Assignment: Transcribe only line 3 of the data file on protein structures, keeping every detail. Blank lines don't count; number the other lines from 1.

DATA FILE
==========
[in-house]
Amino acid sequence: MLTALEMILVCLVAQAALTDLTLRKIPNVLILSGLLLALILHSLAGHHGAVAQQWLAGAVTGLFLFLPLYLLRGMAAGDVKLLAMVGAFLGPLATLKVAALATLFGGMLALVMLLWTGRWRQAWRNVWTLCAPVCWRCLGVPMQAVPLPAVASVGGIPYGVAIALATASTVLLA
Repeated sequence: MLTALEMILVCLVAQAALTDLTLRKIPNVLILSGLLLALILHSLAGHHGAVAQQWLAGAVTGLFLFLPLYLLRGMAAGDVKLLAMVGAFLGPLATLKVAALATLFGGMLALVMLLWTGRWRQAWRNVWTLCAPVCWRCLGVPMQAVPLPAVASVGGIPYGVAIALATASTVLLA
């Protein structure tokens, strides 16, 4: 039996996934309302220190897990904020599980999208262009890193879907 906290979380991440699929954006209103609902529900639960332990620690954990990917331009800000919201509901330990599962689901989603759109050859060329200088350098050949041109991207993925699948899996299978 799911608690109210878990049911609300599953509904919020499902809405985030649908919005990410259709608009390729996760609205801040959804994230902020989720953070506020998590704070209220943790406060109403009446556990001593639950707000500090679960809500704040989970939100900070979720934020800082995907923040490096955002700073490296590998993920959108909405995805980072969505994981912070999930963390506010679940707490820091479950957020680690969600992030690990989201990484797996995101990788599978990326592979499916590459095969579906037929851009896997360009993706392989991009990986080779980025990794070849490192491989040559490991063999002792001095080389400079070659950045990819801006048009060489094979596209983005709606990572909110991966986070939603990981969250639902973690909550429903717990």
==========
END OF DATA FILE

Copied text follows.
Repeated sequence: MLTALEMILVCLVAQAALTDLTLRKIPNVLILSGLLLALILHSLAGHHGAVAQQWLAGAVTGLFLFLPLYLLRGMAAGDVKLLAMVGAFLGPLATLKVAALATLFGGMLALVMLLWTGRWRQAWRNVWTLCAPVCWRCLGVPMQAVPLPAVASVGGIPYGVAIALATASTVLLA